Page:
Nathan Ellis (played by Edward Baker-Close then Asa Butterfield) is different – he always has been. He’s particularly anxious when it comes to social interactions and everyone except his father, Michael (by Martin McCann) seems to be humanly distant. When he’s only 9 years old, Nathan and his father set out for a drive – but there’s a tragic accident and Michael is killed. From that day onwards, life makes no sense to Nathan. He struggles along while his mother, Julie (by Sally Hawkins), tries hard to reach him and care for him, but he isolates her. Highly gifted, particularly at mathematics, Julie enrols Nathan early at a High School where he meets Martin Humphreys (by Rafe Spall), himself a maths genius. Mr Humphreys becomes Nathan’s tutor and they begin an enduring coaching relationship. Nathan is inspired to try for a spot on the British Team to attend the International Mathematics Olympiad – and things in his life start to take a more positive spin. He grasps keenly at the challenge and works hard to get a place on the team. On the Olympiad Team, his coach Richard (by Eddie Marsan) sees his potential, as does a fellow maths prodigy Zhang Mei (by Jo Yang). But apart from when he’s challenged at maths, Nathan is deeply traumatised by his father’s death and most of his life seems meaningless. This is the story of Nathan’s journey through the challenges of the International Maths Olympiad which in turn help him face the challenges in his everyday life.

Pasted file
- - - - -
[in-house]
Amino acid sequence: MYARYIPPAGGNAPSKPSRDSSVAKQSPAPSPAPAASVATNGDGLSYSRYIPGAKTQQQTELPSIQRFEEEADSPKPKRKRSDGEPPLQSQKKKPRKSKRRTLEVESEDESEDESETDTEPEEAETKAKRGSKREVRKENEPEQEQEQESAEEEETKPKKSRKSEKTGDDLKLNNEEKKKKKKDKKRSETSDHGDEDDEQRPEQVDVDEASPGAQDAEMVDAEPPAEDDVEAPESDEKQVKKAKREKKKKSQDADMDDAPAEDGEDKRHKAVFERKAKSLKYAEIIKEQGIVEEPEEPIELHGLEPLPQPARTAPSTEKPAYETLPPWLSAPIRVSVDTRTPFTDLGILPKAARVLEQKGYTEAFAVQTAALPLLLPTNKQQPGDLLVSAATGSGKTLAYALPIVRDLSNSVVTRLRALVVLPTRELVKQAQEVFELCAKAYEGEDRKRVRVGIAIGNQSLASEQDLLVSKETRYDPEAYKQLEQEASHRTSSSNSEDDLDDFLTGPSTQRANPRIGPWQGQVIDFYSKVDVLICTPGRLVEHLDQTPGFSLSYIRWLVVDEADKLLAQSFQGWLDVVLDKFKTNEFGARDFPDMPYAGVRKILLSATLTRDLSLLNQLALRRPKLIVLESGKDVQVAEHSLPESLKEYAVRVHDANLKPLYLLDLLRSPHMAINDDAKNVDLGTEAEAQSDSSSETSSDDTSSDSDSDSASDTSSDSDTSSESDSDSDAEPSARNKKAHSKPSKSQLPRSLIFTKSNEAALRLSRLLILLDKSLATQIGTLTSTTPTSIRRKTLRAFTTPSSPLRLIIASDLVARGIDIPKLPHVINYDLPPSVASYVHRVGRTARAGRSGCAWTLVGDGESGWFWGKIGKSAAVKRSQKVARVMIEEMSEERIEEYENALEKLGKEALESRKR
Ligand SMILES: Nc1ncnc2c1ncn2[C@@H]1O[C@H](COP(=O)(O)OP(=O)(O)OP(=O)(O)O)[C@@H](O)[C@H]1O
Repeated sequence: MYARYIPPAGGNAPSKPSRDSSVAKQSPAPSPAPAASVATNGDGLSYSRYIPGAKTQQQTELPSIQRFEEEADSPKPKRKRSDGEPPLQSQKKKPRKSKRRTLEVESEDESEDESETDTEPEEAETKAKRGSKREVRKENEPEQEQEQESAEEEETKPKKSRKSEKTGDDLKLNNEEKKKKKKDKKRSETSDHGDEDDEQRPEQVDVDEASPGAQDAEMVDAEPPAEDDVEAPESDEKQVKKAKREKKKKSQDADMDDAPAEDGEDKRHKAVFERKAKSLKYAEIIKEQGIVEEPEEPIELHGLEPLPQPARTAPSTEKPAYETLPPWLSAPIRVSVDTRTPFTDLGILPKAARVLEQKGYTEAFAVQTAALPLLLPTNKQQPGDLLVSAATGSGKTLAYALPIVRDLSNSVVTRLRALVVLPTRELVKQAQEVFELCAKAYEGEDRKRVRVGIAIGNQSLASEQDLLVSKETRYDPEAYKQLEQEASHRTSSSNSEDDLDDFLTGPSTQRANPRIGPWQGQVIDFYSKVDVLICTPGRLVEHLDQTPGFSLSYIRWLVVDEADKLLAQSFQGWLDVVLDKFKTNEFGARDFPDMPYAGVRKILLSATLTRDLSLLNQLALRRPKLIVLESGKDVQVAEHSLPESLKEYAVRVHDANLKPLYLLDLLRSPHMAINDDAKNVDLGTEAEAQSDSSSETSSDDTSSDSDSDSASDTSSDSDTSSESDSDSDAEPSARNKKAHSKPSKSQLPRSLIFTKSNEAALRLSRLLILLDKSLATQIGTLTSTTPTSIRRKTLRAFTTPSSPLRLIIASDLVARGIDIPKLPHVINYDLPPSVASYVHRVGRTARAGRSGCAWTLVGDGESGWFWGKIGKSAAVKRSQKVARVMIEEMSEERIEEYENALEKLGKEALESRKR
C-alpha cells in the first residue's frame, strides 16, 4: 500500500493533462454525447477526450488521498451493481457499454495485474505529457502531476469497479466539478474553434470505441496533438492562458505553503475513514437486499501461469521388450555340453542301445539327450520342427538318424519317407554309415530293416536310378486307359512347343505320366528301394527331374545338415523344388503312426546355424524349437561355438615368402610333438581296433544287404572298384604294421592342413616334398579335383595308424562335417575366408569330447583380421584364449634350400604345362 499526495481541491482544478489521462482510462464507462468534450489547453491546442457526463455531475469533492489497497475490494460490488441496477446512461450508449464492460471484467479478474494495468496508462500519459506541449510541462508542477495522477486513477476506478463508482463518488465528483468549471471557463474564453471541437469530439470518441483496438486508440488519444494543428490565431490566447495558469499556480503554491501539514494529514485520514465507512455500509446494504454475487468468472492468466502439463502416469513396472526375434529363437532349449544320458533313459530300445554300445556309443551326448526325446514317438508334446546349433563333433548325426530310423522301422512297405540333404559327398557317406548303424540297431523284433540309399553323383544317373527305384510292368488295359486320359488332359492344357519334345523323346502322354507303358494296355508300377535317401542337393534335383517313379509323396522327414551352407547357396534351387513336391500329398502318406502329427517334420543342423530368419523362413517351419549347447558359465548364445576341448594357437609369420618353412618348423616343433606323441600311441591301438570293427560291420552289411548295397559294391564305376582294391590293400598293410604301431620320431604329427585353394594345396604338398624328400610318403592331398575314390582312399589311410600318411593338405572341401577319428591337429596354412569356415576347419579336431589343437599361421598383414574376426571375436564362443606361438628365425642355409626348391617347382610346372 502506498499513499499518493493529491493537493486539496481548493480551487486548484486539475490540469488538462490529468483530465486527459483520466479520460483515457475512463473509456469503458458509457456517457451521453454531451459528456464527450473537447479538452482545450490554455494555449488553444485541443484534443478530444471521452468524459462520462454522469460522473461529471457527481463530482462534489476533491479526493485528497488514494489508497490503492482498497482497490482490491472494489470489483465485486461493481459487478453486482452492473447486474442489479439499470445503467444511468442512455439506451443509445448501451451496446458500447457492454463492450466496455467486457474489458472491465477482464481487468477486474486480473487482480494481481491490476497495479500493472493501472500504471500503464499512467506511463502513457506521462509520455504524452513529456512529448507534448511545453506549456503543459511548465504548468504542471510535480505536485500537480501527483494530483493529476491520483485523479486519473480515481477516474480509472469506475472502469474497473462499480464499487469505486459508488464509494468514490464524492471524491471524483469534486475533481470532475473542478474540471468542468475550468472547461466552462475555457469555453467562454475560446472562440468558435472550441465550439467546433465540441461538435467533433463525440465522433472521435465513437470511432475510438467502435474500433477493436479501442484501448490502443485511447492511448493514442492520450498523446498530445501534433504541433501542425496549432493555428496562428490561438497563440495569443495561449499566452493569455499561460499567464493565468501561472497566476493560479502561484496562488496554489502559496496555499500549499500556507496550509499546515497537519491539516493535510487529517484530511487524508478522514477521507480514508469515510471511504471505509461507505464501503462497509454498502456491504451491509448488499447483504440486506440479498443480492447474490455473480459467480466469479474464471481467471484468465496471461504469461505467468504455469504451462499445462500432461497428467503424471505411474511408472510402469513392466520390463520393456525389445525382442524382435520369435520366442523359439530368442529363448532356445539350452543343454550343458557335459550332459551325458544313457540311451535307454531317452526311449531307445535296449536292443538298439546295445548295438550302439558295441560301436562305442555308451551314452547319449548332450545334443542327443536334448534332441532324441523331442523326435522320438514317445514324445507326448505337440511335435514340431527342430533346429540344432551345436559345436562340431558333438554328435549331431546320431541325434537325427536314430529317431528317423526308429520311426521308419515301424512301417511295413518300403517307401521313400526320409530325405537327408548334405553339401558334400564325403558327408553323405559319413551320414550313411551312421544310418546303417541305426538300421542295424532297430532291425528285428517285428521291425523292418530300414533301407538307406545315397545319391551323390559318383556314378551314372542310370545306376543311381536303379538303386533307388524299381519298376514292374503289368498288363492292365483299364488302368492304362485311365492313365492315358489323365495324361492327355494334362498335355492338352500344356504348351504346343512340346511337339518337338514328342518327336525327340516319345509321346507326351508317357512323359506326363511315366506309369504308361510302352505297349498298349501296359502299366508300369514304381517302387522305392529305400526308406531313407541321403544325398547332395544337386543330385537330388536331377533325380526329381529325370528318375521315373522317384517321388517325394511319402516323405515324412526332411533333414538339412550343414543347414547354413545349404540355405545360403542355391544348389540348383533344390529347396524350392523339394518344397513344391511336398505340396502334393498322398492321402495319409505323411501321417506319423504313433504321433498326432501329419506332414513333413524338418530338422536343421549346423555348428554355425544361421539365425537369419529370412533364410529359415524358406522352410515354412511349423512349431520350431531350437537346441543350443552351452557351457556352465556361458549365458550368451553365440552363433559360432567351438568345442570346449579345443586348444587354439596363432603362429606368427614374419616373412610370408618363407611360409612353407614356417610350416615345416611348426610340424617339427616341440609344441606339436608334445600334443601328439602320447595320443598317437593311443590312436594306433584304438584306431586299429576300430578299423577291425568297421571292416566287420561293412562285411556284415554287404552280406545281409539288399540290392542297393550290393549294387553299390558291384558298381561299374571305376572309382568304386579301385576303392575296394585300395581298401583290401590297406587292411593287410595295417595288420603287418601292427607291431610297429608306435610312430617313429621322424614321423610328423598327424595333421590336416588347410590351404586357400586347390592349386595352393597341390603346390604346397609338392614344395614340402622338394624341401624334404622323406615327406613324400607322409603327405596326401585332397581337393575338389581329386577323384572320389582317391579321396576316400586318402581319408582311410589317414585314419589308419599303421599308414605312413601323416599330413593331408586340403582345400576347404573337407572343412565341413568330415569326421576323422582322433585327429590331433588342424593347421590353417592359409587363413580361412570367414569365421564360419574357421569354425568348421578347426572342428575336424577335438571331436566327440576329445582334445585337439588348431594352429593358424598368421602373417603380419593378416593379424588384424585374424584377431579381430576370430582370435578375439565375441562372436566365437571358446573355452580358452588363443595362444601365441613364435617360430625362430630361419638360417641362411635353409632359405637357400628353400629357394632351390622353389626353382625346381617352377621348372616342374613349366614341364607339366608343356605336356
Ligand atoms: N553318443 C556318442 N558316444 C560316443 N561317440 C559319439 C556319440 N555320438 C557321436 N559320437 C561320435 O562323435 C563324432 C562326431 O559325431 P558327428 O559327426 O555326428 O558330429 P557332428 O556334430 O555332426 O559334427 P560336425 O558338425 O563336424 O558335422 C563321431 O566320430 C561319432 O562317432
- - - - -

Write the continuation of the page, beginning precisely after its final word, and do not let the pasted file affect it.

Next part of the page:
This movie is certainly unique and although the story meanders a bit, it is told in simple terms – much like the outlook that Nathan has on life. On the autism spectrum, Nathan sees the world in a way not shared by most of his peers – he’s used to being weird, but here that concept is turned on its head when Nathan finds he’s “just average” amongst the team of maths prodigies. That’s a great perspective for the story. He’s also involuntarily involved in social interactions he has no choice about – both in the peer group and with individuals, so he must constantly face the great unknown – a source of huge trepidation for an autistic person. This becomes Nathan’s impetus to develop more strength and become socially comfortable, which is really depicted well here. The performances of both Asa Butterfield and Sally Hawkins are excellent. As Nathan’s long-suffering mother, we can really feel Julie’s anguish at Nathan’s failure to connect emotionally with her, which leaves her at pains to know how to have a good relationship with him. Rafe Spall is wonderful as the eccentric Mr Humphreys – another “warts and all” character – and his interaction with Nathan is great. The story doesn’t really hold the true value of this movie, it’s in watching the relationships develop. Overall, the whole thing is a good movie, that is very well done.
Made in 2014. Directed by Morgan Matthews.